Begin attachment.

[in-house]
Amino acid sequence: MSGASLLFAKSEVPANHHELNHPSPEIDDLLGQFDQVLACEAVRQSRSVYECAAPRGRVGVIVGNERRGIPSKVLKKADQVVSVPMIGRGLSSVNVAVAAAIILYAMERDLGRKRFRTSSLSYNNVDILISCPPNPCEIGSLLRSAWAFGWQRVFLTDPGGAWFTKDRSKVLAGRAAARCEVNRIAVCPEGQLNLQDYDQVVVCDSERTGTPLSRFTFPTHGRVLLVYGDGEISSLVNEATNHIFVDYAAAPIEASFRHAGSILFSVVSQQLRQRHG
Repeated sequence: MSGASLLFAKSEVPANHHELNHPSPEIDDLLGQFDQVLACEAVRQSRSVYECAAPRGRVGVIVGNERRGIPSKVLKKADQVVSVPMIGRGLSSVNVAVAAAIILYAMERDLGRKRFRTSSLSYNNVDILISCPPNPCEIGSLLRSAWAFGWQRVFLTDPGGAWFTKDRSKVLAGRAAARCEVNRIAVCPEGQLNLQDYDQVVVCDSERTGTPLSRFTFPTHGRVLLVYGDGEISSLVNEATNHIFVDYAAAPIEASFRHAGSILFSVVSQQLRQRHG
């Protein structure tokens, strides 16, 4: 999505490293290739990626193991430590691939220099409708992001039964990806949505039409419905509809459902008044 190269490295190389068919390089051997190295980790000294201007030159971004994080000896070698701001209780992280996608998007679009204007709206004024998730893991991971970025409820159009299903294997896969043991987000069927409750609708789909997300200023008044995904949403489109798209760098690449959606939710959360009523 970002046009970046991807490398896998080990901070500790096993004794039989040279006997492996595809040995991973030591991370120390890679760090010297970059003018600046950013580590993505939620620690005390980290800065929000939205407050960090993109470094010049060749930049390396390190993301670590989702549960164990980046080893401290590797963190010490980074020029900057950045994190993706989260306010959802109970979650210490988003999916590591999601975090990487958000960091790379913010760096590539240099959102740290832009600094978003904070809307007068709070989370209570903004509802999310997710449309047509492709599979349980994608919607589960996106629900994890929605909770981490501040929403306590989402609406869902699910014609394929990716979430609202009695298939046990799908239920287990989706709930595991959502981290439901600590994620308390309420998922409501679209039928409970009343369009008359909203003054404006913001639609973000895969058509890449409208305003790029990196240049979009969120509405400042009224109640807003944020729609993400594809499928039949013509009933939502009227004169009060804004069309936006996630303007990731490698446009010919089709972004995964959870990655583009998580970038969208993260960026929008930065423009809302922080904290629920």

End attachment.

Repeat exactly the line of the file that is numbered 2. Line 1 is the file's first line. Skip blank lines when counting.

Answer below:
Amino acid sequence: MSGASLLFAKSEVPANHHELNHPSPEIDDLLGQFDQVLACEAVRQSRSVYECAAPRGRVGVIVGNERRGIPSKVLKKADQVVSVPMIGRGLSSVNVAVAAAIILYAMERDLGRKRFRTSSLSYNNVDILISCPPNPCEIGSLLRSAWAFGWQRVFLTDPGGAWFTKDRSKVLAGRAAARCEVNRIAVCPEGQLNLQDYDQVVVCDSERTGTPLSRFTFPTHGRVLLVYGDGEISSLVNEATNHIFVDYAAAPIEASFRHAGSILFSVVSQQLRQRHG